So if a couple like Adam and Dianna can manage to create well over a dozen different Pinot Noirs from many disparate regions and still have them TASTE LIKE PINOT NOIR, then what the hell's wrong with the nitwits whose Pinot Noir tastes like dreck? I don't get it.

It's one of a new type of wine from a maverick group of winemakers who are taking traditional grapes and doing very untraditional things with them.

My search has taken me to several go-to favorites including Costco, Trader Joe's, Fresh and Easy, and even - shock! - Whole Foods. (Motto: Why Pay Less?)

2012 Cotes du Paso Robles
Until these last few bottles, this had been one of my go-to "daily drinkers," one of those wines you pop, pour, and don't need to ponder over.

There's no way that you'd confuse it with one of its Burgundian cousins; it is quintessentially California, and it wears its California style proudly.

But when a pet quality wine being touted as a potential Best In Show winner, then something has gone awry somewhere.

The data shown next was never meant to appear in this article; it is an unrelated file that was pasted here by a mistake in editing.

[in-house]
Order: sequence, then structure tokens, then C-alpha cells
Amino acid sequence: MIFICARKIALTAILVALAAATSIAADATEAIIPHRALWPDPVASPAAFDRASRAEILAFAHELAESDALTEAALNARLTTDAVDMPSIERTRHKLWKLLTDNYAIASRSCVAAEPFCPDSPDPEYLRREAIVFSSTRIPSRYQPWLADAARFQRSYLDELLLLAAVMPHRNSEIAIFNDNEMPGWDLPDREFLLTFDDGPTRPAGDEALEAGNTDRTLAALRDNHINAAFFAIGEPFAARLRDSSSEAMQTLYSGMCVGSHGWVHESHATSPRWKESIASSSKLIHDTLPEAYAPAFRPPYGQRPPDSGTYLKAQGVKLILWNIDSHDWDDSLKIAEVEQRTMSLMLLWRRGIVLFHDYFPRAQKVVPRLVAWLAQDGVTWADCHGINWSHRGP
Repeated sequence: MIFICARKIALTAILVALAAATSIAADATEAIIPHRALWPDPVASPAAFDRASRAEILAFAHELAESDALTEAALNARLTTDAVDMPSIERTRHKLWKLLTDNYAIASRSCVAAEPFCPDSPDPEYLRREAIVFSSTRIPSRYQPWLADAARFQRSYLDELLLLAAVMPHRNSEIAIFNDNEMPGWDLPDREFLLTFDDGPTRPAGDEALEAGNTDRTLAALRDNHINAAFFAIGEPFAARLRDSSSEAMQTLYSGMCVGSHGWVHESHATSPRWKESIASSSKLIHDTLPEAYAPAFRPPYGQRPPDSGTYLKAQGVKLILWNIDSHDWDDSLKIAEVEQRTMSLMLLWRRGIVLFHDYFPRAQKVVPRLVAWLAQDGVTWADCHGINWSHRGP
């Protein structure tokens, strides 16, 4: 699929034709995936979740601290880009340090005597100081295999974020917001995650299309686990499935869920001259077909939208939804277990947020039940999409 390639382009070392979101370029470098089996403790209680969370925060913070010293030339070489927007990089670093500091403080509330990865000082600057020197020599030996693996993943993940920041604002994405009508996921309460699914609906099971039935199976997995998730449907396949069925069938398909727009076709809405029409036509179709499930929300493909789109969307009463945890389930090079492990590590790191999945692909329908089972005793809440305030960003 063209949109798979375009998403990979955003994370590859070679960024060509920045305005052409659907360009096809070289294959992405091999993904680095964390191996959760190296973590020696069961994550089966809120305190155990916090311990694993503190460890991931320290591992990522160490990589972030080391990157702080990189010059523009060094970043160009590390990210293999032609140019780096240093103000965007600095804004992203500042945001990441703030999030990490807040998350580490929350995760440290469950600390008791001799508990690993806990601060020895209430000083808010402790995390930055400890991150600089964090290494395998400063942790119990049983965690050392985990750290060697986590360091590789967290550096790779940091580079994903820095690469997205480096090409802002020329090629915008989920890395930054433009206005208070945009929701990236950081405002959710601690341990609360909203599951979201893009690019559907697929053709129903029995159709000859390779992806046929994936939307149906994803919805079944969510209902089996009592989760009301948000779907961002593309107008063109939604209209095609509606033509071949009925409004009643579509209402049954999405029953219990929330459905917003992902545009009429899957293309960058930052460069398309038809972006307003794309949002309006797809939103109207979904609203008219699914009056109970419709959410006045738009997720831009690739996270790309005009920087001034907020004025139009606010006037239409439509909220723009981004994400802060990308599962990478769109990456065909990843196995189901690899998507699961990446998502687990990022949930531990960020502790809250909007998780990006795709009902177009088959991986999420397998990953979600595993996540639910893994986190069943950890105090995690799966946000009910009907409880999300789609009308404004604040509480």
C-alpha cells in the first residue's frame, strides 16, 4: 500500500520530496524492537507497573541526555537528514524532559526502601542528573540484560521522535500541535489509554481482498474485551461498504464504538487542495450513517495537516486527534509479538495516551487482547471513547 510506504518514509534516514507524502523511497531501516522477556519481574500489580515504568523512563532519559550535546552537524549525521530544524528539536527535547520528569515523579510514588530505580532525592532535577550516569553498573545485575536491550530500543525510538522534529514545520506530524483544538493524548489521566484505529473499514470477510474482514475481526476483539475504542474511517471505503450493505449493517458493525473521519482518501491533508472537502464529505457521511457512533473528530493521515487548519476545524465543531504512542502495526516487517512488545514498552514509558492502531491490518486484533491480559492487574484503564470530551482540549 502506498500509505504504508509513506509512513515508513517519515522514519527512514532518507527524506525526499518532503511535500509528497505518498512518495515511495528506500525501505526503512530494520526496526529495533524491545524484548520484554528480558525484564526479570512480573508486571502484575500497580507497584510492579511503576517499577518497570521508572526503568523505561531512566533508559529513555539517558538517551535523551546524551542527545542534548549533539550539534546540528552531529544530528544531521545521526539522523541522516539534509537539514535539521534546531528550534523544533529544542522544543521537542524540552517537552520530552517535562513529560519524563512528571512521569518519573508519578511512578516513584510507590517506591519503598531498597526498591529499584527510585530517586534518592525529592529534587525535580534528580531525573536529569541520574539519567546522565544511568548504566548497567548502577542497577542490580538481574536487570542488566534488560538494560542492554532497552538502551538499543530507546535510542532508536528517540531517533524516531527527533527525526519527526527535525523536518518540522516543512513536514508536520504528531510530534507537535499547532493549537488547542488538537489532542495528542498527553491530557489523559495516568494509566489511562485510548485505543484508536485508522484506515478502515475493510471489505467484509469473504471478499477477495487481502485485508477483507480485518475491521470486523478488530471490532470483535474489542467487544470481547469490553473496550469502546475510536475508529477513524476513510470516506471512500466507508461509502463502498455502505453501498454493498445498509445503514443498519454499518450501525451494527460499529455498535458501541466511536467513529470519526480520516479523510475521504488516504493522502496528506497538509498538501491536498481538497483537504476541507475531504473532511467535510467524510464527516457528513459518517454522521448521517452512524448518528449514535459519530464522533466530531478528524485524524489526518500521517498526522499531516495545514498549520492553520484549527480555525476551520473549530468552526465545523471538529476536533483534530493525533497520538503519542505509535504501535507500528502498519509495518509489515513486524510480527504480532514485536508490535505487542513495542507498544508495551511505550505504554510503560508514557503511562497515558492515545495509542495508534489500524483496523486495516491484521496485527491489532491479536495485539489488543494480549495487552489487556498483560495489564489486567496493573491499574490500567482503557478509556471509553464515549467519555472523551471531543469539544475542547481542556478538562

Yum! Okay, let me elaborate. As you may have noticed, I've been reviewing quite a few white wines (for me) this summer.

I didn't realize when I purchased the 2011 Plungerhead Zin a few weeks ago that it was made by The Other Guys, whose mission, it seems, is to make good wines at everyman prices.

As an aside, the winemakers seem to be taking a wait-and-see attitude since the ultimate proof of the harm - or not - of the ongoing drought will be in the quality of the wines.

Early adopters claim metaphysical powers of the egg, while others say that their customers like looking at them because they're cool.

Sunset Silhouette at Daou
My Pentax DSLR's meeting the concrete a little too up close and personal last year was, let's just say, not good for its picture-taking health.

This is "as is" with no corrections, and once again, I apologize for any typos and any gibberish.